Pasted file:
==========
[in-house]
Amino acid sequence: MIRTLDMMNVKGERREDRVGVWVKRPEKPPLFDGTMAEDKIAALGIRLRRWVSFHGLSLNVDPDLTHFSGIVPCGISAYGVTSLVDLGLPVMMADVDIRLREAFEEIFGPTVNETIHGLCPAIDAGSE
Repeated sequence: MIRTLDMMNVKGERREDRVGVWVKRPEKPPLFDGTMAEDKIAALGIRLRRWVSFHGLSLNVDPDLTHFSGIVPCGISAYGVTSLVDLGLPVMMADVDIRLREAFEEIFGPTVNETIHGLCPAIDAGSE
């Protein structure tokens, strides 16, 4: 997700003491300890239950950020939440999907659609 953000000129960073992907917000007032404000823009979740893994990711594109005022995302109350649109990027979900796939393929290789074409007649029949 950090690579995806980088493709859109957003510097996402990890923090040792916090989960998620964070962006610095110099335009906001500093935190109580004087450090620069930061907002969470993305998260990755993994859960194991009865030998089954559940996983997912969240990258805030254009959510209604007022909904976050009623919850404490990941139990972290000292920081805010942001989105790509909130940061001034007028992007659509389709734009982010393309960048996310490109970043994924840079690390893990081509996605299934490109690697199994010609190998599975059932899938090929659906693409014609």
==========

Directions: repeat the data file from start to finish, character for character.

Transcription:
[in-house]
Amino acid sequence: MIRTLDMMNVKGERREDRVGVWVKRPEKPPLFDGTMAEDKIAALGIRLRRWVSFHGLSLNVDPDLTHFSGIVPCGISAYGVTSLVDLGLPVMMADVDIRLREAFEEIFGPTVNETIHGLCPAIDAGSE
Repeated sequence: MIRTLDMMNVKGERREDRVGVWVKRPEKPPLFDGTMAEDKIAALGIRLRRWVSFHGLSLNVDPDLTHFSGIVPCGISAYGVTSLVDLGLPVMMADVDIRLREAFEEIFGPTVNETIHGLCPAIDAGSE
């Protein structure tokens, strides 16, 4: 997700003491300890239950950020939440999907659609 953000000129960073992907917000007032404000823009979740893994990711594109005022995302109350649109990027979900796939393929290789074409007649029949 950090690579995806980088493709859109957003510097996402990890923090040792916090989960998620964070962006610095110099335009906001500093935190109580004087450090620069930061907002969470993305998260990755993994859960194991009865030998089954559940996983997912969240990258805030254009959510209604007022909904976050009623919850404490990941139990972290000292920081805010942001989105790509909130940061001034007028992007659509389709734009982010393309960048996310490109970043994924840079690390893990081509996605299934490109690697199994010609190998599975059932899938090929659906693409014609």